Easy Access to Domestic and Global MarketsVirginia offers unparalleled transportation opportunities to move companies’ people and products anywhere in the world with ease. Centrally located on the U.S. East Coast, Virginia’s integrated transportation system of highways, railroads, airports and seaports ensures that its corporate community can reach every one of its markets and get shipments from suppliers more efficiently.
By land, 14 railroads operate on more than 3,400 miles of railway in Virginia, of which more than 3,100 miles are Class I. Two of the nation's largest railroads operate in Virginia: CSX Corporation and Norfolk Southern Corporation, which is headquartered in Norfolk, Virginia. The Commonwealth is working with Norfolk Southern to create the Heartland Corridor, a new rail line that will assist companies in moving their product from the Port to the Midwest in just two days—the same amount of time it takes from New York and New Jersey.
The Commonwealth's highway system features more than 70,000 miles of interstate, primary and secondary roads, including six major interstate routes: I-95, I-85, I-81, I-77, I-66 and I-64.
In terms of air travel, 14 commercial airports serve Virginia, including two of the nation's busiest: Washington Dulles International and Ronald Reagan Washington National. Dulles provides non-stop flights to any continent in the world.
By sea, the Port of Virginia offers world-class shipping facilities and a schedule of about 3,000 sailings annually to more than 250 ports in 100 foreign countries. The port, offering one of the largest intermodal networks on the East Coast, handled 2 million TEUs (Twenty-Foot Equivalent Units) in 2008, and moved more than 31 percent of its total business by rail. Due to natural harbor depth and Suez-class cranes, the Port of Virginia is the only East Coast location capable of handling post-Panamax vessels as first port of call. The Commonwealth also is home to the Virginia Inland Port in Front Royal, Virginia, an intermodal collection point for containers from West Virginia, Ohio, Pennsylvania, Northern Virginia and elsewhere. The Port of Richmond is another central multi-modal freight and distribution center located on the James River, adjacent to I-95, offering weekly container service to northern Europe and the United Kingdom, and bi-monthly container/refrigerated container service to Nova Scotia, Newfoundland and Iceland.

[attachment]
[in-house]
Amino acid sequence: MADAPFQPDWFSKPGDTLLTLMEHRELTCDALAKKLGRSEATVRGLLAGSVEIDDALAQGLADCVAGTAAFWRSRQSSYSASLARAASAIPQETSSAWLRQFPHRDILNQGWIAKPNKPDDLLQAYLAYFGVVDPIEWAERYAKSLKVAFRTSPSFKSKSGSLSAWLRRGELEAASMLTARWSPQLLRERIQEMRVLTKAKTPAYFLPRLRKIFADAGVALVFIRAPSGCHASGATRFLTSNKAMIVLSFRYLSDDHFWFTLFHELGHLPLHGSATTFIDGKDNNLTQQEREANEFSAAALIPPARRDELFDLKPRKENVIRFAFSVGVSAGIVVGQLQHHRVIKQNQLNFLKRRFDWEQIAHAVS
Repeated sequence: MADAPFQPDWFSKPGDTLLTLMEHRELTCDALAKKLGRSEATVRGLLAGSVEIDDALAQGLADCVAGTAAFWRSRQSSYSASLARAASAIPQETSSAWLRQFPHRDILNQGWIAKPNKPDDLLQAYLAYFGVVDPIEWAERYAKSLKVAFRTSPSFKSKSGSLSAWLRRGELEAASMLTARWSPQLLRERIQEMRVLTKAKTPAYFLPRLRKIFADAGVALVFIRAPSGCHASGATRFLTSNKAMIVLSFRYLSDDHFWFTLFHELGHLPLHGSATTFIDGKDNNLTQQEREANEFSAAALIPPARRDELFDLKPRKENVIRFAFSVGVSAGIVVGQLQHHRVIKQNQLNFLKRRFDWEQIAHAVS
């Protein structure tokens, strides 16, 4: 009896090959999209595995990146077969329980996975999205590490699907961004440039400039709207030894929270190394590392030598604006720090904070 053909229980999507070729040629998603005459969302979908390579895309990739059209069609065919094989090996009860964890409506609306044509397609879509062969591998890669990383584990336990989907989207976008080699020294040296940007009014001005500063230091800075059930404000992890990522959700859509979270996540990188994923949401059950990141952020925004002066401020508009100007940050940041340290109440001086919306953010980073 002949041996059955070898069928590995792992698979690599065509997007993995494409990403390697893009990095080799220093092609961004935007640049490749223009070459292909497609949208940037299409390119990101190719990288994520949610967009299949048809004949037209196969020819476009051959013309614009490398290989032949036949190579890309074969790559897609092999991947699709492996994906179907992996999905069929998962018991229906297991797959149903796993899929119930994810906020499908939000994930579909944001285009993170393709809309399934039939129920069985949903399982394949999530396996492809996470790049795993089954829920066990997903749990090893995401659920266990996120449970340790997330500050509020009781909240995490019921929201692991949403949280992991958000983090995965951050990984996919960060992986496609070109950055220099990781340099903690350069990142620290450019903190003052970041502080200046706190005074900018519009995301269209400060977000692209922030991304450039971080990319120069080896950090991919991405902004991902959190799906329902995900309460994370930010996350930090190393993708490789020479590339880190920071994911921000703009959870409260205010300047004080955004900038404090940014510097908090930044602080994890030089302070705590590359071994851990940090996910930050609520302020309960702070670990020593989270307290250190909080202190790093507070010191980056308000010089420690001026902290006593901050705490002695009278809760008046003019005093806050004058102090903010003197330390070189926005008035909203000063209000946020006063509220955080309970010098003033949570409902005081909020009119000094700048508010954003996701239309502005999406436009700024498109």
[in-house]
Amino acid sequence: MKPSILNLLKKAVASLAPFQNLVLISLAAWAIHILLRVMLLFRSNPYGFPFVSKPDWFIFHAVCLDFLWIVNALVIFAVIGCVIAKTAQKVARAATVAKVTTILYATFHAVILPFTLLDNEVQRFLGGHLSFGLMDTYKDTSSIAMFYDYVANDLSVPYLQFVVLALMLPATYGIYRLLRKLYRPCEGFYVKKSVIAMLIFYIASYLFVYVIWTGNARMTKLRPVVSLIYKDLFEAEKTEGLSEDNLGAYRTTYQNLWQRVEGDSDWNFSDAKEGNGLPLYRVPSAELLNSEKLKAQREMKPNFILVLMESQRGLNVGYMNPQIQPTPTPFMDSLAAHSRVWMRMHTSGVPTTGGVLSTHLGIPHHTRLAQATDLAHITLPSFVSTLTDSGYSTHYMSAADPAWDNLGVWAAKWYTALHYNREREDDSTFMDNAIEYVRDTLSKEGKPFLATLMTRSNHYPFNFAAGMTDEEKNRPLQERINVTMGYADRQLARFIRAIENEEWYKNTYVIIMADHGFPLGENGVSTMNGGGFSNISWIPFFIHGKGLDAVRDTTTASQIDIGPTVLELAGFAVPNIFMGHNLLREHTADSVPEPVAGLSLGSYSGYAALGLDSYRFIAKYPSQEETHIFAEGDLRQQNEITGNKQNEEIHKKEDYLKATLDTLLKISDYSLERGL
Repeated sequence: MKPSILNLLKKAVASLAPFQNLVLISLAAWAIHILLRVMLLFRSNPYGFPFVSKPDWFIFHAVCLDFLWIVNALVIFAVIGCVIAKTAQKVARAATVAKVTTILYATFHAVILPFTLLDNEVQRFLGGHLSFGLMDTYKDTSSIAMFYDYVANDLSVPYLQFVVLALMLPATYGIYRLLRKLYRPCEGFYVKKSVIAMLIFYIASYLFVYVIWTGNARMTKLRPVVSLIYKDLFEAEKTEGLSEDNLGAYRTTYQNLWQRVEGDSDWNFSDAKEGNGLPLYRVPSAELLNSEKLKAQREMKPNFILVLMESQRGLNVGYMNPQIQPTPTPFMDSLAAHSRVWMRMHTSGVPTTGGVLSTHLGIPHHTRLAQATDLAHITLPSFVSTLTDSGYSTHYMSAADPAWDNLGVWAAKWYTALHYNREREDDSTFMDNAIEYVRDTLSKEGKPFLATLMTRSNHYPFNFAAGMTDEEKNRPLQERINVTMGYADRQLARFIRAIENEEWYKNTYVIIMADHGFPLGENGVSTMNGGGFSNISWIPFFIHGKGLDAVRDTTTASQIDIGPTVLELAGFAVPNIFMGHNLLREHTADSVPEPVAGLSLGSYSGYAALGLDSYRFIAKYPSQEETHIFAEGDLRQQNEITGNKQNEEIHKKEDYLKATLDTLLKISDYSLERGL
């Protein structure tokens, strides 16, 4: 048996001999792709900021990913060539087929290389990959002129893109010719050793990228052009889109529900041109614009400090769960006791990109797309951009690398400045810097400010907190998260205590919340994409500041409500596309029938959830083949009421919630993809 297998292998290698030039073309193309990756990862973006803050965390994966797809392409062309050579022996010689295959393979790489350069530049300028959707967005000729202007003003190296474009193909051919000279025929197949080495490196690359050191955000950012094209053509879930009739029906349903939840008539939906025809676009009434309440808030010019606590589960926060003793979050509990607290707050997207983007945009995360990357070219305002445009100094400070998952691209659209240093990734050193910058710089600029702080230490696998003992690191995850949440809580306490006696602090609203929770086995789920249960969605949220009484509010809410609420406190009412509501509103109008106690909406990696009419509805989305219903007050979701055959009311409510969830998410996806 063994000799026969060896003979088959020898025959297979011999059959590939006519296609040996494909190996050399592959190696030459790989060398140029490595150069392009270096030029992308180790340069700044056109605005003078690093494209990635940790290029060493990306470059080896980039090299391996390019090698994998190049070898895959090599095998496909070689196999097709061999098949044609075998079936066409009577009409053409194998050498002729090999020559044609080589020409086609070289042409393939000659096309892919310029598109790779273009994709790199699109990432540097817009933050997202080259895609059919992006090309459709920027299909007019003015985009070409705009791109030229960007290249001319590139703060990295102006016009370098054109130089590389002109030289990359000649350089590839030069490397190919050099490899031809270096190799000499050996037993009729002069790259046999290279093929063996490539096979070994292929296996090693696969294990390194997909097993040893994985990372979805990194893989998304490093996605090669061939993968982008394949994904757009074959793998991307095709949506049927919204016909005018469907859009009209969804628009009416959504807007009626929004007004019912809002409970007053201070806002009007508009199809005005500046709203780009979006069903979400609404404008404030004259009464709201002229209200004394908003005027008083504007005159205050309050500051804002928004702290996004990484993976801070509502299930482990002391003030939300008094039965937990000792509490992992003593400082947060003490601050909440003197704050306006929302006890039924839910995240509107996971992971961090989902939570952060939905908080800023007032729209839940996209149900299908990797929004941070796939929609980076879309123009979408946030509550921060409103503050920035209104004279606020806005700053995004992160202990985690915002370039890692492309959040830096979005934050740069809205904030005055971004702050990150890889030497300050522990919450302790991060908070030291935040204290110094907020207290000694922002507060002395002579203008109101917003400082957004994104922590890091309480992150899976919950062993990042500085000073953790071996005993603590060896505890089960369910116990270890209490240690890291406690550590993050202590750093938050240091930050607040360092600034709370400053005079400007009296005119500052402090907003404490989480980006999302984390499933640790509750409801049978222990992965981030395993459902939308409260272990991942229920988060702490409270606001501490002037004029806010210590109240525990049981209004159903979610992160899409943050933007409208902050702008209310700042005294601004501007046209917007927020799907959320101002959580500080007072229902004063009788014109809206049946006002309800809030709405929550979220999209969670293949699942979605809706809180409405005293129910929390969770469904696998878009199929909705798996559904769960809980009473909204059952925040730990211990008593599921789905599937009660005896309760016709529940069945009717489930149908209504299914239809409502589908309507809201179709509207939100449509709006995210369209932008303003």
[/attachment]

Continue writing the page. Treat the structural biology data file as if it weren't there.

How We Help Businesses Help ThemselvesThe Virginia Economic Development Partnership (VEDP), Virginia’s economic development marketing arm, understands the complicated demands of the site selection process and offers years of experience to help companies make the most informed decisions in a streamlined and timely manner.
VEDP will assign an experienced business development manager or international investment manager to guide clients through the process and provide access and information to statewide programs, partners and resources. VEDP divides its business development efforts into two markets—domestic and international. After an initial conversation to better understand the company’s needs, an assigned manager will prepare a summary of the most current market, economic and demographic information. He or she will also supply individually tailored research of suitable land and buildings, labor availability and other issues. The manager also will work with local utility companies and other business development partners on the company’s behalf to ensure an easy process. If necessary, he or she will coordinate with other government agencies, assisting with such matters as meeting environmental regulations or designing workforce training programs. Plus, VEDP employs experts in business development finance, technical services and research to help companies further streamline the selection process.
If companies wish to do a little site selection homework on their own, Virginia offers one of the country’s most technically advanced, online site selection search tools—VirginiaScan. VirginiaScan allows the user to search VEDP’s database of more than 1,800 qualified sites and buildings across the Commonwealth. In addition to site and building specifications, VirginiaScan enables the user to search for an ideal business location using Virginia workforce statistics, existing business data and a host of other information that is driving today’s business site-selection process.
Virginia also offers a variety of performance-based incentives (http://www.yesvirginia.org/whyvirginia/financial_advantages/Business_Incentives.aspx) that are designed to target the needs of companies and the development plans of communities and the Commonwealth. From tax credits to tax exemptions to workforce training, Virginia continues to demonstrate its willingness to invest in those who invest and reinvest in the Commonwealth.